Life, Death & Volcanoes: Support Disaster Relief in Guatemala.

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“Breathing in, I see myself as a mountain. Breathing out, I feel solid.” ~ Thich Nhât Hańh

~

I live in a land of volcanoes.

Three magnificent (and thankfully, dormant) ones are our daily view. They are mesmerizing, commanding the eye’s attention as they tower patiently, solidly, and powerfully over the lake. One never tires of la vista hermosa (the beautiful view). The natural beauty in Guatemala, thanks in large part to its volcanoes, is simply breathtaking.

On the other hand, naturally, volcanoes erupt. It’s easy to take that for granted when living in close proximity to three such peaceful ones.

Last Sunday, June 3rd, el Volcan de Fuego erupted violently, killing more than 100 people. Two hundred human beings are still missing. It is one of 22 volcanoes in Guatemala, although only a few of them are active. Fuego sits several miles outside a popular tourist destination, the colonial city of Antigua. It is known for its impressive shows of smoke puffs which are a regular fixture on the skyline visible from Guatemala City, Antigua, and even from where I live, three hours away, at Lake Atitlan. Usually, it just puffs harmless smoke. For the first time in over 40 years, the explosions have turned highly dangerous and harmful.

A village called San Miguel de Lote near the base of the volcano was the hardest hit. Thousands of people and animals have been burned or otherwise injured, displaced, and traumatized by this natural disaster; hundreds of homes and buildings are destroyed. There was no possible evacuation when pyroclastic (hot, high-speed gas and volcanic rock mixture) explosions sped down the mountainside. Fuego’s activity makes the recent, slow-moving lava flows on Hawaii’s big island look tame.

The destruction is unfathomable, and the pain and suffering are palpable. All of us “gringos” who live in Guatemala have received countless messages this week from friends and family checking in to make sure we are okay. We are. We haven’t been affected, except emotionally, by this event.

The ones who are not okay are the people who lived close to the volcano and lost everything, most of whom were struggling to get by financially day-to-day even before the tragedy hit.

Adding salt to the wound is that fact that the Guatemalan government, if you can even call it that, is so defunct and corrupt that the powers-that-be are neither able to give people ample warning when volcanic activity is expected nor willing to provide meaningful aid. International aid is hesitant and minimal, since the leaders of affluent countries are well aware that most of the money they send will not be applied toward the disaster at hand but instead pocketed by politicians at every level from national to municipal. This display of rampant greed and ignorant cruelty is beyond disgusting.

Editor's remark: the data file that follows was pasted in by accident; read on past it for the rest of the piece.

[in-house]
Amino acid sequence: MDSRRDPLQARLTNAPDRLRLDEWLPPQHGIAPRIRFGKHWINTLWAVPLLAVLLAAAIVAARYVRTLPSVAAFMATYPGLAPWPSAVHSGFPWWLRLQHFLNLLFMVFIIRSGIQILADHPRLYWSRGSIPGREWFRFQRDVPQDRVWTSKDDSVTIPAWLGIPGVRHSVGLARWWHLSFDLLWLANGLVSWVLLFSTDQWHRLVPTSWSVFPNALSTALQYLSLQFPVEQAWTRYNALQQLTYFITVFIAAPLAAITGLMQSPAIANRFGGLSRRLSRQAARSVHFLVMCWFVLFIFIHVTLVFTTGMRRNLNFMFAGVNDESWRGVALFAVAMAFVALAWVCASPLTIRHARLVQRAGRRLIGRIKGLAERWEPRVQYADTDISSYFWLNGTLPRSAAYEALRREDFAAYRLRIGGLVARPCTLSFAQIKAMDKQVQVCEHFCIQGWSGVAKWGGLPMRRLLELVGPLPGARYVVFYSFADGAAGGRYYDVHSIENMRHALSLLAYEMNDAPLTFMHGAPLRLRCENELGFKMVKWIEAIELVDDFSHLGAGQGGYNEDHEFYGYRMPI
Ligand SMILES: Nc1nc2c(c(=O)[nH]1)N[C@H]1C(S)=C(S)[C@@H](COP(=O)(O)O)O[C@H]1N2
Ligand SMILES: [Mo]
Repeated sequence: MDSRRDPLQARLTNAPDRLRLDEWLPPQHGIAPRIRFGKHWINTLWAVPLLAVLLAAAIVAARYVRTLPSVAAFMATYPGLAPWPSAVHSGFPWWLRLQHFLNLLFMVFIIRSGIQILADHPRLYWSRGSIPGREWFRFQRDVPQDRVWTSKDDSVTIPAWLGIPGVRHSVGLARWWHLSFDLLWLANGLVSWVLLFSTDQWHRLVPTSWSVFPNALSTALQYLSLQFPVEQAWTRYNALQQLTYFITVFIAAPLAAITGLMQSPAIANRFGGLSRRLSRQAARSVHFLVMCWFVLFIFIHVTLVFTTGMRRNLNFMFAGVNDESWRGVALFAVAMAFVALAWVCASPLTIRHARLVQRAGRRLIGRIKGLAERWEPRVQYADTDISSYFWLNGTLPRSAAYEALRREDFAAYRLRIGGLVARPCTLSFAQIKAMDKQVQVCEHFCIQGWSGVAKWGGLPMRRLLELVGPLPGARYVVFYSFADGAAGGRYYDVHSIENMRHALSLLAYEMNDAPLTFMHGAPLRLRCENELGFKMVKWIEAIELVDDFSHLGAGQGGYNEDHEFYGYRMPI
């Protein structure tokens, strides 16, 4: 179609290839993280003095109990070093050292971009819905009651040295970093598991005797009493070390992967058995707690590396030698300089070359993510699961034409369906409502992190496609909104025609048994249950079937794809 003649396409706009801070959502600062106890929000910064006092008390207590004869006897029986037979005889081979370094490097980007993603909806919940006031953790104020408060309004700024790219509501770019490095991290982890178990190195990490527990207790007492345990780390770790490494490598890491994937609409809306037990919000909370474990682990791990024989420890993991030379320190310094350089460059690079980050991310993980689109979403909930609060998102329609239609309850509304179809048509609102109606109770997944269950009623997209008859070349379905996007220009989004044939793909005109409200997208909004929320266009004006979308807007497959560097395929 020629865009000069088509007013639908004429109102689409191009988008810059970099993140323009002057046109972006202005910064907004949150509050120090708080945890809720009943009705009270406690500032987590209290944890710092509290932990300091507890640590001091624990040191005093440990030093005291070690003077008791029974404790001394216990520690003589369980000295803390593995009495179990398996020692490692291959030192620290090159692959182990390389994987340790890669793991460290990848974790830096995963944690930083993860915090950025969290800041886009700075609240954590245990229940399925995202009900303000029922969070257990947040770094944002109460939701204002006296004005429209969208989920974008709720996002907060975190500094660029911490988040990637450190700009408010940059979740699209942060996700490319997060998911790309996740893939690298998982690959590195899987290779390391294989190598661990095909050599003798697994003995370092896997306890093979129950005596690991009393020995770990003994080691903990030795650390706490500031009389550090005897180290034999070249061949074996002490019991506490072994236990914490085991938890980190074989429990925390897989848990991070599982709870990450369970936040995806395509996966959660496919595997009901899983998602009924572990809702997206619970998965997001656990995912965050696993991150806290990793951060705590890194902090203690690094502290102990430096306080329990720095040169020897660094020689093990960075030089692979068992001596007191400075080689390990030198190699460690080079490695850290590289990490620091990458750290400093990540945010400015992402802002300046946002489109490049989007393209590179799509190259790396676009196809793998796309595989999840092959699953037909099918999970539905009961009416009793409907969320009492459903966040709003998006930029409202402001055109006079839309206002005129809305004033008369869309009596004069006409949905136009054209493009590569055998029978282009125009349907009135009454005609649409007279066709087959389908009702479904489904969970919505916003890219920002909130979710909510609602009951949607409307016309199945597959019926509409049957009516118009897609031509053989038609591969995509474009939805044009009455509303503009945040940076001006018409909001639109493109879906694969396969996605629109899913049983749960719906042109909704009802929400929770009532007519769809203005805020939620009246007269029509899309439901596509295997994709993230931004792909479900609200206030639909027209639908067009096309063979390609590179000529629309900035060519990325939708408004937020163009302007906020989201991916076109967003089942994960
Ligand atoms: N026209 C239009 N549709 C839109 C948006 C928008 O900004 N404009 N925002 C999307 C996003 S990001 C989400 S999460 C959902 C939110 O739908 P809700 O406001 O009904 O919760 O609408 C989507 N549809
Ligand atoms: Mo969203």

At the same time, thousands of people have been contributing to the relief effort—rich and poor, Guatemalans and expats, everyday citizens and trained emergency professionals—searching for and rescuing survivors from the toxic aftermath, collecting and distributing donated supplies for those who lost their homes and all their possessions, building long-term shelters, and comforting the brokenhearted with an outpouring of compassion, love, and kindness.

Overnight, hundreds of crowdfunding pages were created by caring individuals to raise money for the medical care of those injured and the rebuilding that will certainly take years. (Hopefully, they are caring; as always with tragedies, there are some who look to profit personally.) Guatemala is home to hundreds of NGOs (non-governmental organizations) due to the ubiquitous issues in this country stemming from the extreme poverty of the mostly Mayan-indigenous population. These organizations are the ones to support.

If you would like to donate to the relief effort, here are a few highly-recommended, vetted, grassroots non-profits that will doubtless use every dollar in the most effective and efficient way to alleviate suffering:

>> Fincas Buenas

>> SERES

>> Miracles in Action

>> Vamos Adelante

Thank you for caring! May all beings be safe.

author: Michelle Margaret Fajkus

Image: Author's Own

Image: Steven dosRemedios/Flickr

Editor: Catherine Monkman

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Michelle Margaret Fajkus

Michelle Margaret is a yogi, writer and teacher. Hers is the mind behind Yoga Freedom. Hailing from Austin, Texas, her home base since 2012 has been Lake Atitlán in the Guatemalan highlands where she lives with her husband, daughter and fur family. Michelle has been writing this column for elephant journal since 2010 and has also self-published several inspiring books. Michelle's practice style incorporates hatha yoga asana, dharma/Buddhist teachings, pranayama/breathwork, yin, mindfulness, chakra balancing, mantra and meditation. Go on retreat with Michelle in Guatemala!

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